Sadly, physical disc lovers only get the 1080p Blu-ray, which still looks very good, but can’t stand up to the quality of the digital presentation – especially since it was captured on 8K digital cameras (2.39:1 aspect ratio) and mastered in TRUE 4K.
The onscreen 4K clarity is obvious from the numerous close-ups of Washington and Malek, to distant nighttime shots, as the lead characters arrive at the murder scene of another young woman.
The HDR10 and Dolby Vision grading give dark scenes more depth with its deep black levels. It also provides a higher peak brightness – evident from the cops’ flashlights as they search for clues in a dark room and during a late-night murder scene under a bridge. Facial toning for the diverse cast is natural and realistic, without the yellow tint found on the Blu-ray.
(1) Stan Peters (Frederick Koehler) a possible suspect in the killings is questioned by Baxter, with Deacon on the other side of the one-way glass. (2) Baxter's partner Detective Jamie Estrada (Natalie Morales) provides some information. (3&4) Deacon follows a possible suspect Albert Sparma (Jared Leto) to a bridge near milepost 467 in Ventura County. (5) Baxter gets upset with Criminalist F. Byrnes.
The majority of the digital platforms provide the enveloping eight-channel Dolby Atmos for height speakers. There are plenty of effects and music cues from the score by 15-time Oscar-nominated composer Thomas Newman (“1917,” “Skyfall,” “WALLˑE”). It’s an excellent counterpoint to the drama.
The Blu-ray is relegated to a six-channel DTS-HD Master soundtrack, which is still top-notch, only missing that extra level of audio fullness.
Disc and digital each offer two bonus features: a documentary about the four times Denzel Washington played policemen (so far) in his film career, and a comparison of those portrayals.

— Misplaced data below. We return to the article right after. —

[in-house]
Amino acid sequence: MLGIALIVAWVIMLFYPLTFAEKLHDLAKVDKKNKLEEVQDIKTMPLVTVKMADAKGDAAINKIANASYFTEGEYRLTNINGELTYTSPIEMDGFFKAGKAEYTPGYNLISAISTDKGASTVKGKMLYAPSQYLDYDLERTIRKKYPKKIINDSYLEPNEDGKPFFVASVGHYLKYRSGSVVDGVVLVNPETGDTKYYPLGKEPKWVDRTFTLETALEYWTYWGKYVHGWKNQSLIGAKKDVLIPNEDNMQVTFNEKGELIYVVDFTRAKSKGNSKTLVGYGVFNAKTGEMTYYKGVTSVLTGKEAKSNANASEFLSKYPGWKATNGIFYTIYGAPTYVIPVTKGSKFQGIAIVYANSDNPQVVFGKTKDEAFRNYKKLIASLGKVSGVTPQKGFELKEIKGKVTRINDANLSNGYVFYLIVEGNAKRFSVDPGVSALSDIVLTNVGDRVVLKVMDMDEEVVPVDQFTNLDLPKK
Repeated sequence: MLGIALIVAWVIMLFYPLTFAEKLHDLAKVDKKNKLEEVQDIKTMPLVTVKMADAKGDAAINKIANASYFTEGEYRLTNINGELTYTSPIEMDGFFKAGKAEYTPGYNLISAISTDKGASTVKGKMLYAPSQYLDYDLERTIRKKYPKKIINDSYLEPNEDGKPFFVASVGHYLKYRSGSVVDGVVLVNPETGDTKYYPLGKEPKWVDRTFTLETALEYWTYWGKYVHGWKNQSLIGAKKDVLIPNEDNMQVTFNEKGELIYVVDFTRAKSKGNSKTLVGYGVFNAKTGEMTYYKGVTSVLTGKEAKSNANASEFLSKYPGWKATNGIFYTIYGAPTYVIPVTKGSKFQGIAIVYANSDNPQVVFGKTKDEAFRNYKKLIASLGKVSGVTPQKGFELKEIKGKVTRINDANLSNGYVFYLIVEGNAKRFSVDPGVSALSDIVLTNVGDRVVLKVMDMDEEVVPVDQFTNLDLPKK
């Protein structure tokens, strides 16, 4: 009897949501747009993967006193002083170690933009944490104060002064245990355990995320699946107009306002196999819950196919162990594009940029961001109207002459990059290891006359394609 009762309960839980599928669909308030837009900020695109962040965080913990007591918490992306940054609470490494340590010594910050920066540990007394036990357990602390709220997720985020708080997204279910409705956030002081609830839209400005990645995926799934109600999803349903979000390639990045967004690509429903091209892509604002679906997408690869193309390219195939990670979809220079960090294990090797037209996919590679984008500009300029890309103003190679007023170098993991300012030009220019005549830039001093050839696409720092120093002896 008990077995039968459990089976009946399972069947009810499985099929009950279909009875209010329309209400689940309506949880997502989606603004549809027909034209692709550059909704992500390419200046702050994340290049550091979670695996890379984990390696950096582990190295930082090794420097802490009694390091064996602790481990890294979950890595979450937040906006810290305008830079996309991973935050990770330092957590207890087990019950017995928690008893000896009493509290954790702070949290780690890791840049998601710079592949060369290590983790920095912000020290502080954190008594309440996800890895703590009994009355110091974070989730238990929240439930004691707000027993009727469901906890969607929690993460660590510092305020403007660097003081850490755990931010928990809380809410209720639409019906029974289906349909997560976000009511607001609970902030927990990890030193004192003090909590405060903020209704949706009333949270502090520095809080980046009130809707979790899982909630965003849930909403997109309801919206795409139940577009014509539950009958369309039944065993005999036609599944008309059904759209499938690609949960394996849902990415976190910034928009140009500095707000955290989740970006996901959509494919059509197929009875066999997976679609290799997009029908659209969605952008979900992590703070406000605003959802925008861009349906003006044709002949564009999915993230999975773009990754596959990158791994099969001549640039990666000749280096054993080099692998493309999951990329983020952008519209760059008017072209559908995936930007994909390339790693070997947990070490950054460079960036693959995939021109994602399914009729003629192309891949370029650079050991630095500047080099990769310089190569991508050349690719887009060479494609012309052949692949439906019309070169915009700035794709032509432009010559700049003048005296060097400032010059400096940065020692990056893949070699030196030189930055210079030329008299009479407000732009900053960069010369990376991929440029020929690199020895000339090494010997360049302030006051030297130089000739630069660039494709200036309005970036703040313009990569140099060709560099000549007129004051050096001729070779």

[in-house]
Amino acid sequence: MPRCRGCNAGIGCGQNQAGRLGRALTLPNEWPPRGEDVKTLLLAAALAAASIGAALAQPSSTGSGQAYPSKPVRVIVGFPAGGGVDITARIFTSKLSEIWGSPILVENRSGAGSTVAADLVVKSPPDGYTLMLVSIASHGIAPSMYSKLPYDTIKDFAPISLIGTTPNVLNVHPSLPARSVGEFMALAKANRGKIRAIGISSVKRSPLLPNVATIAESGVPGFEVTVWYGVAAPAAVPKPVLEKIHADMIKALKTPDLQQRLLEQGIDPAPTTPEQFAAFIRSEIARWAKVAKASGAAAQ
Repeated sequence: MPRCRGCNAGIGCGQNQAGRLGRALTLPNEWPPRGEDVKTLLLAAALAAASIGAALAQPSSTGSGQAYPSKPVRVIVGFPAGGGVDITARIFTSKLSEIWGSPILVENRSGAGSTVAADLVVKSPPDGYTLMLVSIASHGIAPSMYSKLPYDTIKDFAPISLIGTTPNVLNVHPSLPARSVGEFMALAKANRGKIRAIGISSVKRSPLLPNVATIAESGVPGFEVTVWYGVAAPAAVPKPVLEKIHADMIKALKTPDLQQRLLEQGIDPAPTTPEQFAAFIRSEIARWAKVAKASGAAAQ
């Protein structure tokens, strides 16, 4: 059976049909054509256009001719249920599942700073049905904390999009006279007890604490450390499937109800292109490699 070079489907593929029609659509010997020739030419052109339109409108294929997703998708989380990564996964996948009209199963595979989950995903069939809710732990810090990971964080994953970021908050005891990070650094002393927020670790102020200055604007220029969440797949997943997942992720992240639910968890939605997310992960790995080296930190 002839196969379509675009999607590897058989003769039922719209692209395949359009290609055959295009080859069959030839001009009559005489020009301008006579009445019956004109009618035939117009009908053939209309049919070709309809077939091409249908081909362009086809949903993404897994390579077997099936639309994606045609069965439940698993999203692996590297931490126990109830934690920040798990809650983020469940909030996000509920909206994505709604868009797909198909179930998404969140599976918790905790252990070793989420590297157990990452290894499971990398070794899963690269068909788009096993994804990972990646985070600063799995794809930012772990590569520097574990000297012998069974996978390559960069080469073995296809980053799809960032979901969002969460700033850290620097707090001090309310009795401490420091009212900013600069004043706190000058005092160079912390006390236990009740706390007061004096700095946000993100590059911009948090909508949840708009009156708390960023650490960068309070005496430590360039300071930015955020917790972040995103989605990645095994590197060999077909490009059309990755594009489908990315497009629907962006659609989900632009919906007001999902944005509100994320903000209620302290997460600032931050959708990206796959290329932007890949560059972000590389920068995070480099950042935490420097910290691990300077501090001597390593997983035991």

“The Contrast of Styles” contrasts the acting approach of Washington and Malek. It also serves as a brief making-of featurette. Washington calls Joe Deacon “the guy who shows up late.” Hancock sees his film as a kind of “stew you’re trying to cook,” and enjoyed the interaction between Washington and Malek in front of the cameras, excited to “see them combine their chemistries.”
Malek says “As much as they butt heads, [Deke and Baxter] have so much in common,” such as “perseverance and dedication to solving the crime.” Leto calls Washington “one of the Titans,” and recalls “what a thrill it was to be on set with him, create with him, and watch a master work.” Adding to the lavish praise for Washington, Hancock mentions the various takes the actor does for scenes, in which he “gives a ton of choices,” many of which are “surprising and great.”
Producer Mark Johnson (“Rain Man,” “The Rookie”) calls Washington “one of the two or three legit movie stars on screen.” Leto describes his character as “highly intelligent” and believes he “enjoys interacting with Deke.” Malek says Baxter is “unlike any other character I’ve played … a challenge,” and that he “wanted to pick Denzel’s brain about everything.” For Washington, “an actor is like a detective; peeling back layers to get to the character … to solve the crime.”
— Peggy Earle
(1) Baxter and Deacon both question Sparma. (2&3) The investigation leads from the city to a rural area of L.A. County. (4&5) Baxter and Deacon say their goodbyes and the deputy returns to Kern County.